This morning my page-a-day calendar asked me to draw something that makes me happy. It was cold and snowy outside. I had a few minutes. I was thinking of warmer days. My inner creative self took on the challenge.
I reached into my overstuffed and overflowing pen cup for a black fine line Sharpie only to pull out a green felt tip marker. My second dip into the pool yielded a yellow highlighter. I was close on my third attempt, a red fine line Sharpie. I was ready to spill the contents onto my desk, but I pulled out the fine line Sharpie enabling me to draw.
I am pen hoarder. I pick them up at conferences, vendor presentations and just about any chance where one is offered free for the taking. My logic is that you can’t have too many and when you have a bunch, you will always have one handy when you need it.
Pen and pencil hoarding is similar to many ill-fated data management strategies. I will start my 12-step pen hoarding detox by sharing 4 hoarding sins that applies to pens, data and life.
- Indiscriminately picking up and saving everything
Who could not use a pen? Who could not use 10 pens? Using that logic, it seems natural that the more pens the better. This is the mantra of many data folk today. Their measure of success is that we save every piece of data we have. It’s bound to be valuable someday.Many big data vendors tout the ease of socking away data in lakes and reservoirs. The architecture and technology of big data is capable.However, a save-it-all scenario is not necessarily the right answer. Good old fashioned data analysis and data management practices need to be employed to assure that stored data is reliable, clean and applicable to the business. Big data is not an excuse to discontinue the data management practices that protect and add value to the enterprise data asset.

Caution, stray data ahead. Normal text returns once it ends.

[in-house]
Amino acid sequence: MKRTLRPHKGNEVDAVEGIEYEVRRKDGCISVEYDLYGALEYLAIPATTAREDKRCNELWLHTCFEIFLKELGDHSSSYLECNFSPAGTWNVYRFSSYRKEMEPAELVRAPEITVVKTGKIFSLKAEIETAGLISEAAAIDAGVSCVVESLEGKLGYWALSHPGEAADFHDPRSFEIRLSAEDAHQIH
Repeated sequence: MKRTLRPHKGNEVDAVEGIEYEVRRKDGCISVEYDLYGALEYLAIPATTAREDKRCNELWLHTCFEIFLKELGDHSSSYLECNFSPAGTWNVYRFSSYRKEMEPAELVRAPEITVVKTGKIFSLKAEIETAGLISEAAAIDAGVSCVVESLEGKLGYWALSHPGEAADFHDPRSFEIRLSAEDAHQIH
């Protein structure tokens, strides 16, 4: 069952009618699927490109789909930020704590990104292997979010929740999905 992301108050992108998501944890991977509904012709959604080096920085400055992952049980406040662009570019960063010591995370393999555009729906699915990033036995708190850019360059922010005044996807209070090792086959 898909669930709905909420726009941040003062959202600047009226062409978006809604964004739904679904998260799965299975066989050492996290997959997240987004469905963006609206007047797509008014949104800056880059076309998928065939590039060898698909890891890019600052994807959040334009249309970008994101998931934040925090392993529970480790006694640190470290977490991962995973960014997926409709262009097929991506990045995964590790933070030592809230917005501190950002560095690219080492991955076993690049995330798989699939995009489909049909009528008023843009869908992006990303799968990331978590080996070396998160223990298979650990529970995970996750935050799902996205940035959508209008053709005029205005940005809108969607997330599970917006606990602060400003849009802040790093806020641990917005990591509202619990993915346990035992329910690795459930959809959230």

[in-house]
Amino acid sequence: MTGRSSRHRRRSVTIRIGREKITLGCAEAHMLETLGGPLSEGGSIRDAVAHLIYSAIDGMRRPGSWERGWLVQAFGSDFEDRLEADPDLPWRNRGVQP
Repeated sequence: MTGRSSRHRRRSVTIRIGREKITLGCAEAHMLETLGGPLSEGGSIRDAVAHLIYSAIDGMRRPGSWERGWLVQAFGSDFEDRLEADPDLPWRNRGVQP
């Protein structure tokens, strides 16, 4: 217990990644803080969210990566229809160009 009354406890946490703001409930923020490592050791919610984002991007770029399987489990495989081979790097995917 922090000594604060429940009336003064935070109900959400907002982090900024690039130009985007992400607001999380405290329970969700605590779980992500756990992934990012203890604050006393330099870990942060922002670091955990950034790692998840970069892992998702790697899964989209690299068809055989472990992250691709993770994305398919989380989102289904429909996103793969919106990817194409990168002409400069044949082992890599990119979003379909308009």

- Saving it in an inappropriate or undefined place.
I cram all of my pens in a souvenir mug. When there is no more room, I store them on the desk or in a drawer. As Staples says, “That was easy!” This morning’s artistic endeavor would have been easier had I organized them so that I could pull out the appropriate pen.Finding data often encounters the same issue. Data may be stored on a platform without understanding how the data will be retrieved. A component of data architecture, particularly in an environment where diverse DBMS solutions are available, is matching data to not only the DBMS functionality but to the accessibility and integration with other technology assets and audiences.
- Not knowing what it is and how to find it.
That black pen was in there somewhere. Unfortunately with most pens, you don’t know the color and type of ink until you expose the tip. It would be nice if all databases were easily understandable. Accurate data models and documentation seldom exist. Profiling data and writing queries are common means by which the purpose and content of data is uncovered.We will not build silos of data. I heard that countless times over my data career. That did not happen. If you live in the typical corporate IT world, you face a wall of data silos. The source of data is not obvious. The integrity of data is even more suspect. Good data management strategies address what to do with existing silos and how to mitigate the propagation of future data silos.
- Not knowing when to throw it away.
I often pull out a dry pen. Pens do not have an atomic half-life. They have a shelf life. The same applies to data. Technology allows the storage of a vast history of data. It has enabled analytics that contribute significantly to an enterprise’s bottom line and efficiency in the workforce.Knowing when to throw away data makes the data resource more valuable and manageable. Data strategy, by its name, is strategic in nature. That means that every piece of data needs to be evaluated for how it fits in the near term and future strategic directions of the enterprise. That takes some skill in defining a data management strategy that has a clear vision on where the data asset fits into the corporate vision.